Review by Publisher Summary 2

The companion volume to the new PBS documentary looks at four different elements of the African-American experience--Black Hollywood, The Black Elite, The Ghetto, and The New South--as well as the legacy of the Civil Rights movement, in a collection of provocative essays based on interviews with Colin Powell, Morgan Freeman, Vernon Jordan, and other notables. 50,000 first printing.

Review by Publisher Summary 3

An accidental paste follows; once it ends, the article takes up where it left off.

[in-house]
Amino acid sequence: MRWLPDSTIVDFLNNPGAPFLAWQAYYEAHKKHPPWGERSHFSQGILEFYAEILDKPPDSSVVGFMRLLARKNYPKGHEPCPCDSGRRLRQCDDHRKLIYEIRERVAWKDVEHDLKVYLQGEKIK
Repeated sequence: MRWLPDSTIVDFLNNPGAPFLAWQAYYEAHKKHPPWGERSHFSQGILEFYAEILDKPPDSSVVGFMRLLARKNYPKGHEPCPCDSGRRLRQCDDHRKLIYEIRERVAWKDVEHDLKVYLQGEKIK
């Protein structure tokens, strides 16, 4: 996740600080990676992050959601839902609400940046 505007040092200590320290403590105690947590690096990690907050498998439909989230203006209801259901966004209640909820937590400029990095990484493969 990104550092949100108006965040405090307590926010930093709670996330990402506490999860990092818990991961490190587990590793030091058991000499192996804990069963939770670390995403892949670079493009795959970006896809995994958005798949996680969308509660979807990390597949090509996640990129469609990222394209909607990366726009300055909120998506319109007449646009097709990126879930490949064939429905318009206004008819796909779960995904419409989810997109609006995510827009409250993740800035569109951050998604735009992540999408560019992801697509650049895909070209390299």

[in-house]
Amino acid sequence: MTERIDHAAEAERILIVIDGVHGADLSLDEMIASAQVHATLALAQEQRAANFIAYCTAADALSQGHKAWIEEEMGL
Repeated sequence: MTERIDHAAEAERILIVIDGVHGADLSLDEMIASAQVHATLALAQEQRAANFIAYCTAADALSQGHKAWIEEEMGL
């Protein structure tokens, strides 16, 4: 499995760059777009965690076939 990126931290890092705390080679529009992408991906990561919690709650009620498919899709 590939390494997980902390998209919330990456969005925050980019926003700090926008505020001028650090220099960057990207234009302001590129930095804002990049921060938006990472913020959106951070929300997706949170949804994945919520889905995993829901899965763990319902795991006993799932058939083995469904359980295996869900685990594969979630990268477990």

Gates, the eminent Harvard scholar and author, traveled around the US to find out why and how black America has split into what he sees as two distinct communities: one privileged and one disenfranchised. The book, the companion to a PBS television series of the same name, comprises about 40 essays focusing on individuals (both prominent and obscure) who inhabit four spheres: the "ebony towers" of academia, government, and business; the American South, whose black population increased by almost 3.6 million in the 1990s; black Hollywood; and Chicago's South Side, where a parallel world of extreme black poverty persists. Gates' interviewees talk about race, class, and what it means to be African-American in the 21st century. Annotation ©2004 Book News, Inc., Portland, OR (